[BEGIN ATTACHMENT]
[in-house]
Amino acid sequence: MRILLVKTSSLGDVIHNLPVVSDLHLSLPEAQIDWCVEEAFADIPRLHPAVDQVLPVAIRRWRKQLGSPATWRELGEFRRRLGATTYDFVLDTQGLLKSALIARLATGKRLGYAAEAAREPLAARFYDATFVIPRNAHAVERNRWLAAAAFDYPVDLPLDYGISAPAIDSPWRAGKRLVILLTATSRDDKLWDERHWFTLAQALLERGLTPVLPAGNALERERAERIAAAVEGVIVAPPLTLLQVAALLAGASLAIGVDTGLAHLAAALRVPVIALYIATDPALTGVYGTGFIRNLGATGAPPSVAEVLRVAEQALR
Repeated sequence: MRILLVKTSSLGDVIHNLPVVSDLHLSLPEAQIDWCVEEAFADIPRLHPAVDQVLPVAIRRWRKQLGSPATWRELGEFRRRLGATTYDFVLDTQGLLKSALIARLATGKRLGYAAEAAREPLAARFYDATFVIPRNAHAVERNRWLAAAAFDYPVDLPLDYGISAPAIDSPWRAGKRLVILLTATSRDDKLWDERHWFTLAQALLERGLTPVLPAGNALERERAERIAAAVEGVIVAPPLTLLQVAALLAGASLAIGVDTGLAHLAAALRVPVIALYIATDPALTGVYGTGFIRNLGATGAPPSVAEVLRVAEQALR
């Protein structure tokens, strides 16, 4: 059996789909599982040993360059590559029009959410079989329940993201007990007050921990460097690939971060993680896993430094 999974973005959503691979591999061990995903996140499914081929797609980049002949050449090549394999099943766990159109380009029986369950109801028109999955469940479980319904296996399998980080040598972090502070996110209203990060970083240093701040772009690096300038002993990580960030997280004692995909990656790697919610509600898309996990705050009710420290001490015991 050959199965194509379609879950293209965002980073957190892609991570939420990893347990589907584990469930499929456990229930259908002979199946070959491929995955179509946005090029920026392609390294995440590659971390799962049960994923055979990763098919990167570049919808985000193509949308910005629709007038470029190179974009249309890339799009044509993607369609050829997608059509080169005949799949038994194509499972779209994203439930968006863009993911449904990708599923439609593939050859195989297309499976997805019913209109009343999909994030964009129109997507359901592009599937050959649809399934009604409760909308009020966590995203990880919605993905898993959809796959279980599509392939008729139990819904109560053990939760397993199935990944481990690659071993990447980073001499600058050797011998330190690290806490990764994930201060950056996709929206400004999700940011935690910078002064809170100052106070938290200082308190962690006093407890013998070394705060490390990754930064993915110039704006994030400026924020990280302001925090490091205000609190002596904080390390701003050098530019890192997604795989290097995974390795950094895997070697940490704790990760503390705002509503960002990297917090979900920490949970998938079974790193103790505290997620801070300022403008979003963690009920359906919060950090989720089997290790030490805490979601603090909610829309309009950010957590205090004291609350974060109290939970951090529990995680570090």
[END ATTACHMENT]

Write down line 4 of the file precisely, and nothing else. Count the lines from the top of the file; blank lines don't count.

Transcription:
């Protein structure tokens, strides 16, 4: 059996789909599982040993360059590559029009959410079989329940993201007990007050921990460097690939971060993680896993430094 999974973005959503691979591999061990995903996140499914081929797609980049002949050449090549394999099943766990159109380009029986369950109801028109999955469940479980319904296996399998980080040598972090502070996110209203990060970083240093701040772009690096300038002993990580960030997280004692995909990656790697919610509600898309996990705050009710420290001490015991 050959199965194509379609879950293209965002980073957190892609991570939420990893347990589907584990469930499929456990229930259908002979199946070959491929995955179509946005090029920026392609390294995440590659971390799962049960994923055979990763098919990167570049919808985000193509949308910005629709007038470029190179974009249309890339799009044509993607369609050829997608059509080169005949799949038994194509499972779209994203439930968006863009993911449904990708599923439609593939050859195989297309499976997805019913209109009343999909994030964009129109997507359901592009599937050959649809399934009604409760909308009020966590995203990880919605993905898993959809796959279980599509392939008729139990819904109560053990939760397993199935990944481990690659071993990447980073001499600058050797011998330190690290806490990764994930201060950056996709929206400004999700940011935690910078002064809170100052106070938290200082308190962690006093407890013998070394705060490390990754930064993915110039704006994030400026924020990280302001925090490091205000609190002596904080390390701003050098530019890192997604795989290097995974390795950094895997070697940490704790990760503390705002509503960002990297917090979900920490949970998938079974790193103790505290997620801070300022403008979003963690009920359906919060950090989720089997290790030490805490979601603090909610829309309009950010957590205090004291609350974060109290939970951090529990995680570090």